The threats of transnational terrorist networks in recent years have prompted calls for reexamining the law of war and its application to non-state entities. (1) The challenge of fitting counterterrorist operations--and the acts of terroristic individuals or entities themselves--into existing legal frameworks predates the September 11, 2001 attacks, (2) but the globe-spanning nature of the al Qaeda threat has raised the level of complexity and the stakes involved. Some states, forced to act quickly to respond to twenty-first century escalation of attacks and meet emerging threats, have struggled to fit their actions into the international law of armed conflict. (3) Legal academics have embraced this challenge as well. Some have considered the question in view of the nature and purposes of the international law of armed conflict, (4) while others have emphasized broader changes in the international order. (5)
Most legal debate has focused on the degree to which transnational terrorism does or does not resemble military and national security threats posed by state or localized guerrilla armies. Proponents of applying the law of armed conflict argue that modern terrorist organizations wage violence at a magnitude or sophistication previously achievable only by states or within local areas. Proponents of adapting the law of armed conflict argue that its basic principles fit contemporary circumstances reasonably well but that its specific rules should be modified. Opponents of adapting the law of armed conflict counter that the traditional law of armed conflict is adequate to regulate the use of force against terrorist organizations and fear that efforts at "revision" may provide intellectual cover for backsliding of humanitarian and liberty protections. (6) And opponents of even applying the law of armed conflict at all argue that contemporary terrorism threats are insufficiently analogous to military threats to merit its application. (7)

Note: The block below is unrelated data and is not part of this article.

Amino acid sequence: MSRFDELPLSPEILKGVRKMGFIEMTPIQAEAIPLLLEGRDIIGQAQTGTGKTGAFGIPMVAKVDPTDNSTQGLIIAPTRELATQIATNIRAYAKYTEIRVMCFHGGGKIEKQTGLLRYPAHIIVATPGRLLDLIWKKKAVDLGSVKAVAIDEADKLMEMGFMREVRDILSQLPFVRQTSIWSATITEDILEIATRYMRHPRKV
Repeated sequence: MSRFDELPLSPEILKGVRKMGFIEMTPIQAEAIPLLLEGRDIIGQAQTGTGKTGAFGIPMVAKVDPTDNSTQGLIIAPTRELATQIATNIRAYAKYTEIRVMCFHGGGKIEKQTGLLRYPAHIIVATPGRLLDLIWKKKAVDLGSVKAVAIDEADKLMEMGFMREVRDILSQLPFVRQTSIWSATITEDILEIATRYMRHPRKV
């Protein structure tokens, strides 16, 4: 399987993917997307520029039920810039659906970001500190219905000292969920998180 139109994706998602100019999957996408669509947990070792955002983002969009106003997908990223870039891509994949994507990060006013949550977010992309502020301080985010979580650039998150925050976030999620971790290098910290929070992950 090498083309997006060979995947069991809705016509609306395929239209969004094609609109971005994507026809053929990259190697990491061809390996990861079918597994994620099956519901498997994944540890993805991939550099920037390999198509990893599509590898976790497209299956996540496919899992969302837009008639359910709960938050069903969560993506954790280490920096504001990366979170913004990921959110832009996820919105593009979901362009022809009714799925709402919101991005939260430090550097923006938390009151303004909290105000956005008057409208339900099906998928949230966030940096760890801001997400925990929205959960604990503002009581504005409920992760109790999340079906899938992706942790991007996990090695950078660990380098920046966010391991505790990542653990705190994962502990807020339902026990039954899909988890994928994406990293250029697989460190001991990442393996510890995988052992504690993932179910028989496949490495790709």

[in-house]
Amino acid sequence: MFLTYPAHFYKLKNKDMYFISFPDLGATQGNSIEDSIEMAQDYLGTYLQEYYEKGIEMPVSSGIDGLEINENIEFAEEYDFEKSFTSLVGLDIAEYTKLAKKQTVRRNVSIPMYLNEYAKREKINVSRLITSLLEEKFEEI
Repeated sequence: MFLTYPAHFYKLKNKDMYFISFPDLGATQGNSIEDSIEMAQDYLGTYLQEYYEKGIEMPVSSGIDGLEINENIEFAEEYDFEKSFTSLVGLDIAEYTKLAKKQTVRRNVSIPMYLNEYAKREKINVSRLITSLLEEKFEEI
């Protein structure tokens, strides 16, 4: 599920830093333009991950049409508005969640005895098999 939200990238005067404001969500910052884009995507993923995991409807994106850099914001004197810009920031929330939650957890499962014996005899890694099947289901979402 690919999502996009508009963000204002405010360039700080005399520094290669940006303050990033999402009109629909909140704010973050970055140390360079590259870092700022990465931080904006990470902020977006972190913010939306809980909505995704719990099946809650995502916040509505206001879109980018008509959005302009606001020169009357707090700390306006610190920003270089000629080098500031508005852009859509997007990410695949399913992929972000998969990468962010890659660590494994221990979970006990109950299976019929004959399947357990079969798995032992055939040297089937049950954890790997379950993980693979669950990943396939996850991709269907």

Where this debate, about whether and how the law of armed conflict might warrant adaptation, has fallen short is in its insufficient integration of analytical developments within the counter-terrorism community. This includes both intelligence assessment and relevant specialized social sciences. (8) Legal debate has tended to rely on a snapshot view of terrorism, or to speak in terms of "terrorist threats" as a monolithic category. This debate often fails to consider diverse sub-categories of actors and how terrorism or other non-state threats of tomorrow may look very different from those of yesterday and today. United States government rhetoric may be partly to blame for the conceptual haziness inherent in references to "terrorist groups," "terrorism," or even just "terror" as an undifferentiated policy construct.
This article considers a major debate in the American and European counterterrorism analytic community--whether the primary terrorist threat to the West is posed by hierarchical, centralized terrorist organizations operating from geographic safe havens, or by radicalized individuals conducting a loosely organized, ideologically common but operationally independent fight against western societies--and this debate's implications for the law of armed conflict.
While the broad consensus is that both phenomena are of great concern and not neatly separable, each view of the main terrorism threat to Western developed states poses a different set of challenges to current law of war models. If the main terrorist threat to the United States and its European allies reflects the former, "top-down" model, then existing law of war principles are a useful starting point, and with modest reform may be adapted to combating international terrorist organizations. (9) If the main terrorist threat resembles the latter, "bottom-up" model, existing law of war principles have much less to offer, and according to many proponents of that model their application is likely to be strategically counterproductive. …